Information on East Cork Local Election Candidates

In alphabetical order. And OK, it’s not purely information, there is some opinion here. You can probably guess from the links the ones I really don’t like 🙂

Buckley, Pat (SF) 404 page not found, had some drinking related troubles.
Bullman, Paddy (Ind) No web presence, leaflet here.
Collins, Noel (Ind) Midleton Town council (now being abolished) hoping to get on county council. No web presence.
Halloran, Wayne (Ind) Anti pylon, no web presence.
Harty, Natasha (GP) Good info on her page.
Hegarty, Michael (FG) Drink Driving case
Hennessy, Michelle (SF)
Linehan Foley, Mary (Ind) Kicked out of FF.
McCarthy, Susan (FG) Says she’s a teacher (among other things) on her Facebook, but no mention of that on her leaflet. Not much actual info on FB page.
Murray, Aisling (Ind) No web presence. Leaflet here.
Murray, Barbara (FG) FG branch chairperson, Mayor of county. No web presence apart from mention on David Stanton’s website.
Nolan, Eric (Lab)
O’Neill, Niall (FF) No web presence- empty page on FF website! Couldn’t be bothered linking to a leaflet., DIY.
O’Sullivan, Aaron (FF) Same empty page as above. Leaflet here. Don’t consider voting for him unless you’ve met him…

New Kontakt sample pack: Revolution Synths

This new pack consists of the classic sounds from the classic digital synthesizer used by Jean Michel Jarre on his 1988 album Revolutions. Over 1.4GB* of 24 bit sounds, perfectly mapped and looped in Kontakt for you to play, just like the original keyboard.

Creating this demo was interesting. Listening closely to the original, I realised that it is most likely sequenced. The left hand/ bass part is a very very consistent 1/8th note loop with an accent on the 1. The notes are exactly an 1/8th in length as well, which works fine if you stick to the DCA envelope times on the original synth. There seems to be a slightly longer note length on every second beat 4. The right hand velocity doesn’t vary at all, there are no accents except for the fourth “chord” which is only two notes- the top note is programmed louder so it fits in with the other 3 note chords. There is a little bit of phaser mixed in, and the reverb sounds like the short, bright ambience programme typical of the AMS RMX16.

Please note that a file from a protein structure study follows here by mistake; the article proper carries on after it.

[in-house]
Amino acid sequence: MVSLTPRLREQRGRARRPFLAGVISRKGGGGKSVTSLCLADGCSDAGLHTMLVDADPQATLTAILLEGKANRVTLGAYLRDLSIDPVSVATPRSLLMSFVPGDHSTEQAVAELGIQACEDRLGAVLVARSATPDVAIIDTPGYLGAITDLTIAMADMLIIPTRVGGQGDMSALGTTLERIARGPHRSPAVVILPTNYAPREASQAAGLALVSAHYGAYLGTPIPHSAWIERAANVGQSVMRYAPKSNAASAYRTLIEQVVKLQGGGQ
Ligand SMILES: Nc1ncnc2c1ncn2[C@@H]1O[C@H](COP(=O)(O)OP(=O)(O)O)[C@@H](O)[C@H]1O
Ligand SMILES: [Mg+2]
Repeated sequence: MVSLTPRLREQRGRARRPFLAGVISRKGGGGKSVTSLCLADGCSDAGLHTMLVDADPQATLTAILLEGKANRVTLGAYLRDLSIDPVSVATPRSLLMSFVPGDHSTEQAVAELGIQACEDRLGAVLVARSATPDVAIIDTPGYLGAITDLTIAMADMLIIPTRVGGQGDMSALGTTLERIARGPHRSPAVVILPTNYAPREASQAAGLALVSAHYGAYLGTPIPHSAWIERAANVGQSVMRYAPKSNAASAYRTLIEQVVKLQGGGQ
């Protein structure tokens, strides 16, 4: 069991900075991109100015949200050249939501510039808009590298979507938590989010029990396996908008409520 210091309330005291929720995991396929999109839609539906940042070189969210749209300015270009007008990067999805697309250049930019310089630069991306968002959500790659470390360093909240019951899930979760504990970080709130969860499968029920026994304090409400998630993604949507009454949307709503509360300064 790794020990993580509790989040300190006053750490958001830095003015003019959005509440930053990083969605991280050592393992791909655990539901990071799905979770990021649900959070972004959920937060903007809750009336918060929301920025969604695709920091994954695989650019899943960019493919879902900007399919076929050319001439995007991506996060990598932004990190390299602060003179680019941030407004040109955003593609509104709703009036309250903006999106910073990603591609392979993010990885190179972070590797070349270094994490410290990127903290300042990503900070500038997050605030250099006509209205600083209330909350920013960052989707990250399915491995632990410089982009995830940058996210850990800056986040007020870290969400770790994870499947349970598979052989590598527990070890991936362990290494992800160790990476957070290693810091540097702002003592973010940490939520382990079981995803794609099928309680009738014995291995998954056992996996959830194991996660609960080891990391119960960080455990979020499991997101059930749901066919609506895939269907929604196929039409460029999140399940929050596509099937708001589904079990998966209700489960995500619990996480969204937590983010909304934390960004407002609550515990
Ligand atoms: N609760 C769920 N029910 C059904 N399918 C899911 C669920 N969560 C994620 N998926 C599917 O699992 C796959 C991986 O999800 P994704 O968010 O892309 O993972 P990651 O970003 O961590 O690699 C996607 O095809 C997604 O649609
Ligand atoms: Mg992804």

So the above demo is exactly what you’d get from the synth itself, without any “mixing”.

List of patches:

Analog Chop
Atari
Grittar 2 Lower, Grittar 2 Upper (Layered as Main Lead)
Gurgel Strings
Jete Strings
Kokubo Strings
Machine Run
Marshy Zone
Motor Orchestra
Ocean Scenario
Octave Synth Bass
Orchester Philamon
Solvolysis
Synth Bass 42
Yamatano Orochi

Click here to purchase.
*
Kontakt compressed format makes a 960MB download

Rain Tree Crow

Sylvian-1 Rain-2
This was the name used by the band Japan back in 1990 when Virgin Records gave them a million to reform. For various reason it didn’t work out, but they produced some amazing music. I recently scanned two articles from the May 1991 editon of Music Technology magazine. There’s an interview with Sylvian, and a separate interview with the rest of the band (Karn, Jansen and Barbieri).

This is the first time these have been published on the web as far as I know. You can read for yourself why things didn’t work out! A must for all Japan fans.

 

 

Enough Bono bashing please

There’s a book out criticising Bono, written by one Harry Browne. I haven’t read it. Apparently sales are abysmal. But I’ve read the articles by those caviar socialists Monbiot and Eagleton. Then there is the (as always) brilliant interview work by Gay Byrne (it’s an hour but it’s worth it).

bono_narrowweb__300x3090

Bono is like the court jester, because he can get away with criticising the “king”. Remember his messing around with Pope John Paul? There’s all the laughing and joking with Bush, but he got stuff done that otherwise would not have happened. Yes Bono’s not the brightest, but he, basically, gives away a lot of money. He supports around 30 charities by himself, the band support a bunch more. And U2 have given away a large chunk of money for music education in Ireland.

Monbiot is babbling about how Bono is stealing the limelight from “real” Africans with “real” problems- but he didn’t provide any evidence of that, despite writing a lovely “academicky” article, with references and all, attacking Bono. I’ve searched around and found only scam “African” charities, I wonder If Monbiot is ignoring those? I’m open to correction on that one though.

The Eagleton article, and Browne’s book too, is a hack job in my opinion. Let’s go through it:

1. Eagleton makes the assumption that being a christian implies a lack of style. As Bono describes in the recent Gay Byrne interview, their street gang dressed as OTT punks before they joined the prayer group, though it did become an issue afterwards.